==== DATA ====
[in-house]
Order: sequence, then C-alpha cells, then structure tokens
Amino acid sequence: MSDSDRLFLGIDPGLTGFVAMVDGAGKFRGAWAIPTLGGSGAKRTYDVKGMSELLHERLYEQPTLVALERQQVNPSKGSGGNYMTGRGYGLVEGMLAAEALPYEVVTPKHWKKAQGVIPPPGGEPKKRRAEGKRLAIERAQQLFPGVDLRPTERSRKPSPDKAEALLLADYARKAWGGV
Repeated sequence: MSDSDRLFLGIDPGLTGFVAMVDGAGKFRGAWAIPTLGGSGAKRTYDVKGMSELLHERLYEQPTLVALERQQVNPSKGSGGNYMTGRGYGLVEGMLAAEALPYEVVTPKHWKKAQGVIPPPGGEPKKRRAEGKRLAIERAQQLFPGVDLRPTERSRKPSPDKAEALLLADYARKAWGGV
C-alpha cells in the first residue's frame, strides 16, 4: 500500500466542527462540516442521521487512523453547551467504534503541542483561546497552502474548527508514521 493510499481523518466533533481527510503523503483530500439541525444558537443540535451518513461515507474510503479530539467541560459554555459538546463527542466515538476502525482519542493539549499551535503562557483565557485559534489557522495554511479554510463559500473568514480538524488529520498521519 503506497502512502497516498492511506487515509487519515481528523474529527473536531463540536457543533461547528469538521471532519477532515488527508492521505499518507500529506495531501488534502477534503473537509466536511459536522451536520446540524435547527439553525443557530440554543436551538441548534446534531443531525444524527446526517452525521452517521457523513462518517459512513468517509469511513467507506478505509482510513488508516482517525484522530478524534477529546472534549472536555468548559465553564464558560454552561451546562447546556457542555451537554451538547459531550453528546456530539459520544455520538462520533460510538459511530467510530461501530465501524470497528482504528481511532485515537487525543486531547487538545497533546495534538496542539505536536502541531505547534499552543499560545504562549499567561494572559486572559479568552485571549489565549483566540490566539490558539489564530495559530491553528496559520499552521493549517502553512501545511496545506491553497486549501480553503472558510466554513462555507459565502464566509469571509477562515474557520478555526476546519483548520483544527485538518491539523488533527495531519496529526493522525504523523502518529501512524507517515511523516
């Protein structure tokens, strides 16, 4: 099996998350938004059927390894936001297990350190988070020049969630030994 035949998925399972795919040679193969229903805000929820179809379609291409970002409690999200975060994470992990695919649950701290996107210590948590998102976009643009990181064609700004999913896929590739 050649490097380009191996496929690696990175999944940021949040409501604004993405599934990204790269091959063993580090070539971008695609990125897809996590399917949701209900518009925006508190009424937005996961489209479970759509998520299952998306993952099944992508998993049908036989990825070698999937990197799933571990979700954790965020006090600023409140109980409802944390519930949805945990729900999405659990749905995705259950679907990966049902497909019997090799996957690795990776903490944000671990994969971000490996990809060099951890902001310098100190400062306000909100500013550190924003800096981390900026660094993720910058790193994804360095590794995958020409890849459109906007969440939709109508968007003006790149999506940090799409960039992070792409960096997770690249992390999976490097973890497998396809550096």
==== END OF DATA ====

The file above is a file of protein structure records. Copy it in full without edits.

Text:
[in-house]
Order: sequence, then C-alpha cells, then structure tokens
Amino acid sequence: MSDSDRLFLGIDPGLTGFVAMVDGAGKFRGAWAIPTLGGSGAKRTYDVKGMSELLHERLYEQPTLVALERQQVNPSKGSGGNYMTGRGYGLVEGMLAAEALPYEVVTPKHWKKAQGVIPPPGGEPKKRRAEGKRLAIERAQQLFPGVDLRPTERSRKPSPDKAEALLLADYARKAWGGV
Repeated sequence: MSDSDRLFLGIDPGLTGFVAMVDGAGKFRGAWAIPTLGGSGAKRTYDVKGMSELLHERLYEQPTLVALERQQVNPSKGSGGNYMTGRGYGLVEGMLAAEALPYEVVTPKHWKKAQGVIPPPGGEPKKRRAEGKRLAIERAQQLFPGVDLRPTERSRKPSPDKAEALLLADYARKAWGGV
C-alpha cells in the first residue's frame, strides 16, 4: 500500500466542527462540516442521521487512523453547551467504534503541542483561546497552502474548527508514521 493510499481523518466533533481527510503523503483530500439541525444558537443540535451518513461515507474510503479530539467541560459554555459538546463527542466515538476502525482519542493539549499551535503562557483565557485559534489557522495554511479554510463559500473568514480538524488529520498521519 503506497502512502497516498492511506487515509487519515481528523474529527473536531463540536457543533461547528469538521471532519477532515488527508492521505499518507500529506495531501488534502477534503473537509466536511459536522451536520446540524435547527439553525443557530440554543436551538441548534446534531443531525444524527446526517452525521452517521457523513462518517459512513468517509469511513467507506478505509482510513488508516482517525484522530478524534477529546472534549472536555468548559465553564464558560454552561451546562447546556457542555451537554451538547459531550453528546456530539459520544455520538462520533460510538459511530467510530461501530465501524470497528482504528481511532485515537487525543486531547487538545497533546495534538496542539505536536502541531505547534499552543499560545504562549499567561494572559486572559479568552485571549489565549483566540490566539490558539489564530495559530491553528496559520499552521493549517502553512501545511496545506491553497486549501480553503472558510466554513462555507459565502464566509469571509477562515474557520478555526476546519483548520483544527485538518491539523488533527495531519496529526493522525504523523502518529501512524507517515511523516
């Protein structure tokens, strides 16, 4: 099996998350938004059927390894936001297990350190988070020049969630030994 035949998925399972795919040679193969229903805000929820179809379609291409970002409690999200975060994470992990695919649950701290996107210590948590998102976009643009990181064609700004999913896929590739 050649490097380009191996496929690696990175999944940021949040409501604004993405599934990204790269091959063993580090070539971008695609990125897809996590399917949701209900518009925006508190009424937005996961489209479970759509998520299952998306993952099944992508998993049908036989990825070698999937990197799933571990979700954790965020006090600023409140109980409802944390519930949805945990729900999405659990749905995705259950679907990966049902497909019997090799996957690795990776903490944000671990994969971000490996990809060099951890902001310098100190400062306000909100500013550190924003800096981390900026660094993720910058790193994804360095590794995958020409890849459109906007969440939709109508968007003006790149999506940090799409960039992070792409960096997770690249992390999976490097973890497998396809550096």